Yesterday at the Benghazi hearings, Elijah Cummings saw fit to quote something he'd said recently at a family funeral. Why was this member of Congress, sitting through a committing hearing going into what happened before, during, and after the Benghazi attacks, reminiscing about remarks he himself made the other day to help grieving people come to terms with a death in the family?
Is it that he admired his own words? That would take some strange self-regard, because the words are no special wisdom, but the generic stuff of funerals. In the midst of life we are in death....
It must be that he equated the witnesses at the hearing to the mourners at a funeral, who experience the abrupt upheaval of a death in the family and need a way to pull themselves together and continue with their lives. A funeral is decidedly not the time to ask questions about why the death occurred. Leaders at a funeral set about tending to the emotional and spiritual lives of those who must keep living and who are at risk of becoming despondent or obsessed with questions about how it could have happened.
Cummings was on message with the Democratic Party talking point on Benghazi: It happened. Move on. Hillary Clinton chose an indignant, accusatory "What difference, at this point, does it make?" Cummings assumed the pose of the family elder, comforting the suffering, as if the witnesses emotionally were weak mourners who don't know how to let go of the painful memories and go forward to live productive lives.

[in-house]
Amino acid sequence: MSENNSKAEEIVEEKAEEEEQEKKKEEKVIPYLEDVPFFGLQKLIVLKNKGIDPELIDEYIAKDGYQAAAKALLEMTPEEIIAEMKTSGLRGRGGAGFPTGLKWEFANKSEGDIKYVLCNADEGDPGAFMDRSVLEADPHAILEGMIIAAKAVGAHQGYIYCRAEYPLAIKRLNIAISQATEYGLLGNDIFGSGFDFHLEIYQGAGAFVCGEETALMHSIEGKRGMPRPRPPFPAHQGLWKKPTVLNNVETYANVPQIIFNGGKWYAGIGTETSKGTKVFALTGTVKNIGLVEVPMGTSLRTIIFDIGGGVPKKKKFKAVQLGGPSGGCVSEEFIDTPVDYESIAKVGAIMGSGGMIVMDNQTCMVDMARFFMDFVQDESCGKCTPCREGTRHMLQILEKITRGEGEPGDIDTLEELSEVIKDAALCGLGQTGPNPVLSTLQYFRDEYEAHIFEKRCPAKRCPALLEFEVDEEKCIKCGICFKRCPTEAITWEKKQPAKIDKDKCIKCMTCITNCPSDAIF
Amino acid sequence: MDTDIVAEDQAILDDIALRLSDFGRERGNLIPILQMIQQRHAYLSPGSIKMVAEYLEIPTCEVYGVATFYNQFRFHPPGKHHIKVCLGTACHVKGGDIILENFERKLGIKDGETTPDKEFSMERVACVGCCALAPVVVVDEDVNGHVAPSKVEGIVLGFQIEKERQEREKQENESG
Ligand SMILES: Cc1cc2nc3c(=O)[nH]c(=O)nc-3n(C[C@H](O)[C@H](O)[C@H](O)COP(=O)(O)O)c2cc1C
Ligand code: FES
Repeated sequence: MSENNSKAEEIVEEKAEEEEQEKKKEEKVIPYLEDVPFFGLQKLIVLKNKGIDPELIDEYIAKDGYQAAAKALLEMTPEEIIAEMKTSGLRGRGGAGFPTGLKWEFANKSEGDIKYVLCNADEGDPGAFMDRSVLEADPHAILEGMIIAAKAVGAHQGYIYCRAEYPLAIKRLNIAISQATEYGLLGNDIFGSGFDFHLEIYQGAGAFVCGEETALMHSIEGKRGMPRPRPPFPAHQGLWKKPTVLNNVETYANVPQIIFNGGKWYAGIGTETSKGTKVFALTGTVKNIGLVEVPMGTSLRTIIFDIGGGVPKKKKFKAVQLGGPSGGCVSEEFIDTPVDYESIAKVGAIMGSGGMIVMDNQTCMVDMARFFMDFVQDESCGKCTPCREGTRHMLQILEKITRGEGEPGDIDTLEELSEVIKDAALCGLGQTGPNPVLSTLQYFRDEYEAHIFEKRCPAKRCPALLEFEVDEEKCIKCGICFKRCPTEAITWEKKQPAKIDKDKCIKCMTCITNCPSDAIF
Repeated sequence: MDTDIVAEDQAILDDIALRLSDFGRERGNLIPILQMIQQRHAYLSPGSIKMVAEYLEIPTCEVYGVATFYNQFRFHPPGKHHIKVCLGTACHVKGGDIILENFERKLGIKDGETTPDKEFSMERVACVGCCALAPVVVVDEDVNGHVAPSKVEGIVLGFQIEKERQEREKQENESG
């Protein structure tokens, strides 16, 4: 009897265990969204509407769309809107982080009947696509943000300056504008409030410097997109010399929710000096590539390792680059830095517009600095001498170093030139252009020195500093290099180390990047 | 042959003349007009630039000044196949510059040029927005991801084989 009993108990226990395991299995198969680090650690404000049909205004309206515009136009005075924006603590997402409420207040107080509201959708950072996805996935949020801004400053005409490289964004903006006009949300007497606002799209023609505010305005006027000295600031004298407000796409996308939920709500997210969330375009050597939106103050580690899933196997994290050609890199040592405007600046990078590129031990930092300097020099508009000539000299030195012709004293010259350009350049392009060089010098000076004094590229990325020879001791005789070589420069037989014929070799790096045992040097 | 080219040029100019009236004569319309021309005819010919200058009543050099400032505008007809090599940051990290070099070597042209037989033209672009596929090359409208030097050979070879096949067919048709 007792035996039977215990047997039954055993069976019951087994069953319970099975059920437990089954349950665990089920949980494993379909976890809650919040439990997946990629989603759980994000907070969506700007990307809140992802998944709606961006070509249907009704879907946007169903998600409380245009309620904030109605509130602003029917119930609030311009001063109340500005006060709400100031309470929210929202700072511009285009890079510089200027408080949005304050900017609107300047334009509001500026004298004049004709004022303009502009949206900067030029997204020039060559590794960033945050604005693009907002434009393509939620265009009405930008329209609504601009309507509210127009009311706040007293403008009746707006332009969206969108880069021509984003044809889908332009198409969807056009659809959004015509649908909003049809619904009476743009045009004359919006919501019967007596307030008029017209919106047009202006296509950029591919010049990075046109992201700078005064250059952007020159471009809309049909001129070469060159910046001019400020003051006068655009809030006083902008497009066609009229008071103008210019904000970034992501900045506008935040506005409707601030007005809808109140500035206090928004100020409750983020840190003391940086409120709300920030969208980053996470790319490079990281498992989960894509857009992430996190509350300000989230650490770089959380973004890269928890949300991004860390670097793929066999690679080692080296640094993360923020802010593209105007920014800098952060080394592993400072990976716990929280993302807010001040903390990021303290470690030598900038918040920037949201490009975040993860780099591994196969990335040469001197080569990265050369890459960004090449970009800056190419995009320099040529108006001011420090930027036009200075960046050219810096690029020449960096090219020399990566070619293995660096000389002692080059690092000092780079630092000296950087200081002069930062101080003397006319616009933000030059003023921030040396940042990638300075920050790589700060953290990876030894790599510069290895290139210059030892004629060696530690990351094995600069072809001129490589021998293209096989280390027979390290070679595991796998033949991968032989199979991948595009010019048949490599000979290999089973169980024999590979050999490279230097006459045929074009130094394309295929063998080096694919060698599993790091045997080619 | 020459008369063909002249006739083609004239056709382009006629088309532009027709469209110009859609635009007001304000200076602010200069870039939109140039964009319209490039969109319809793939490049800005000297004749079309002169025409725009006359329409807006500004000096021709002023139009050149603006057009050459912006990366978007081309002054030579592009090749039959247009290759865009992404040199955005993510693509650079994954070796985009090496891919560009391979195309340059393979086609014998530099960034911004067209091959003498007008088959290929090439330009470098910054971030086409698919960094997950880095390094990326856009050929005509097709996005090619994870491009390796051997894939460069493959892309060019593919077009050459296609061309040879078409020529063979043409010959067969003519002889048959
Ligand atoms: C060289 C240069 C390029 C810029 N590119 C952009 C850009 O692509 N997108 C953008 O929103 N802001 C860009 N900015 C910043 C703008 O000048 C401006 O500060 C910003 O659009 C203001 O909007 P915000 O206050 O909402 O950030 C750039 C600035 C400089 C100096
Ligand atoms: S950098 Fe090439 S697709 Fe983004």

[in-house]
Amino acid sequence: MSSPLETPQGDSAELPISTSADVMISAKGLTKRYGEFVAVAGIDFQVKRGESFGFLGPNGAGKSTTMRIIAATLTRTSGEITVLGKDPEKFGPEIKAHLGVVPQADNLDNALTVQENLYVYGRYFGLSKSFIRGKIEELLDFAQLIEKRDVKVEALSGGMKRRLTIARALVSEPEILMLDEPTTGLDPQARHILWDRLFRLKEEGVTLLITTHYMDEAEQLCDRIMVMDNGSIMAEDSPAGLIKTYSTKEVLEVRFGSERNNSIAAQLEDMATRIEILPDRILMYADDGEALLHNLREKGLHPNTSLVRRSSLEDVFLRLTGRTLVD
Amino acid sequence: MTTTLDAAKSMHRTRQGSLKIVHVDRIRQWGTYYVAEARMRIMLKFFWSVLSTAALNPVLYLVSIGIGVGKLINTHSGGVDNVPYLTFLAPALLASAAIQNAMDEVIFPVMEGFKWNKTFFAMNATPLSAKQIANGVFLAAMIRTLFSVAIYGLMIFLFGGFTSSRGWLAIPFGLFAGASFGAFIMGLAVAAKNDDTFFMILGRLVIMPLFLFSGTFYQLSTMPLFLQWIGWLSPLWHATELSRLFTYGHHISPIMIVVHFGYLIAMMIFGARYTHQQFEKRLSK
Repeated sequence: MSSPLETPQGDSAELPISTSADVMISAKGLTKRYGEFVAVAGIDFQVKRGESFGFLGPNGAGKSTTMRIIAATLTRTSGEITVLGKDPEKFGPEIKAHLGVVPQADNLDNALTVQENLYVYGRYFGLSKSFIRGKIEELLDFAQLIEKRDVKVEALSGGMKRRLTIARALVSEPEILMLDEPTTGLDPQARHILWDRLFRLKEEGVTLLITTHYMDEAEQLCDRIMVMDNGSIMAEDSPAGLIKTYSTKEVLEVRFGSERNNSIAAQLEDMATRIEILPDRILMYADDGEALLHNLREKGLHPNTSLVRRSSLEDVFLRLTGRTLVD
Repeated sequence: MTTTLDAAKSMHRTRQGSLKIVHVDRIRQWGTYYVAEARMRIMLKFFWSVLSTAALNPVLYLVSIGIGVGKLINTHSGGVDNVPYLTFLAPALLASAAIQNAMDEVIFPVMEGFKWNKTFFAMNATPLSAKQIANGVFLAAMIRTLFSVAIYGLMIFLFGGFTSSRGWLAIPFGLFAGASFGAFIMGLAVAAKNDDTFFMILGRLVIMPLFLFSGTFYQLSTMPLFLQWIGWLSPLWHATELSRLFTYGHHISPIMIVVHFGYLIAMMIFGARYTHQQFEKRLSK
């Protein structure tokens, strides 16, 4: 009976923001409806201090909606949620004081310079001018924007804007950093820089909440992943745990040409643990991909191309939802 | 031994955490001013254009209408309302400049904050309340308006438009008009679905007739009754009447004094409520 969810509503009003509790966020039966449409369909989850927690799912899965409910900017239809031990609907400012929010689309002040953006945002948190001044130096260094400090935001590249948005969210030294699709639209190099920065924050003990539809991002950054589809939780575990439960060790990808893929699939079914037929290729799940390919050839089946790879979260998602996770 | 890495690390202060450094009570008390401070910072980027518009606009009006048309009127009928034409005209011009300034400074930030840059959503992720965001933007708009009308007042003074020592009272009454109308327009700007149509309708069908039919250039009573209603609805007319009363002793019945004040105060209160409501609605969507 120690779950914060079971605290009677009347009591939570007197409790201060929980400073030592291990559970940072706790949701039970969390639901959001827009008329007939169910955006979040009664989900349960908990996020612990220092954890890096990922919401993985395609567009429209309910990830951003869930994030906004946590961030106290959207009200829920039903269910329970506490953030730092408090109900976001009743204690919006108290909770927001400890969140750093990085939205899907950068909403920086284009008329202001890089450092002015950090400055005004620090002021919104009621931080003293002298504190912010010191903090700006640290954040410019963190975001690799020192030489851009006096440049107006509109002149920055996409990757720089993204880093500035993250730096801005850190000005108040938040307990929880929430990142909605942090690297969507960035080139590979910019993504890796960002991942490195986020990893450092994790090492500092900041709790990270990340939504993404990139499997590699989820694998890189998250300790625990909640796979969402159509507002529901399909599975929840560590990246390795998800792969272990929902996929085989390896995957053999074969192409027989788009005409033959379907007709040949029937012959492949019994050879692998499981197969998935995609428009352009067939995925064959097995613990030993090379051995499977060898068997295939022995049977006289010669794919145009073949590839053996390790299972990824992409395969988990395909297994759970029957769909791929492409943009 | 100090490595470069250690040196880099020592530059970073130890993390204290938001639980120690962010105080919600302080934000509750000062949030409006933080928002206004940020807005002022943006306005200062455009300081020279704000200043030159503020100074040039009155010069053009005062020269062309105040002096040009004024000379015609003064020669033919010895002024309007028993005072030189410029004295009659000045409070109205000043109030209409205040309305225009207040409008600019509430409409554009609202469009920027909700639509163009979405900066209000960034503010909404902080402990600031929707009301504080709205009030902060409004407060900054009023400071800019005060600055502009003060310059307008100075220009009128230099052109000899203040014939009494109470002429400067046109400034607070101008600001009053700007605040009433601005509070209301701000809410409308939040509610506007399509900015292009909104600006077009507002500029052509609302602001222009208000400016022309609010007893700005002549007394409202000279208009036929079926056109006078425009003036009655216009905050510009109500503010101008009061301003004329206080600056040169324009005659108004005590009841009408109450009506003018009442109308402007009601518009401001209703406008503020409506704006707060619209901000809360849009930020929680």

The analogy is telling and quite outrageous.
IN THE COMMENTS ddh said: "Can someone explain to me how we can make life a part of death?" Ah, yes. My post is about the first part of Cummings's quote, a standard sentiment at funerals. The second part of his quote "life a part of death" is puzzling. Maybe at the funeral he talked about the afterlife. Maybe he talked about the fact that living people are spending some of their alive time in the company of a corpse. What that has to do with a congressional hearing... who knows? Maybe he's thinking: I'm alive and yet I must spend some of my precious time with this corpse of a political issue.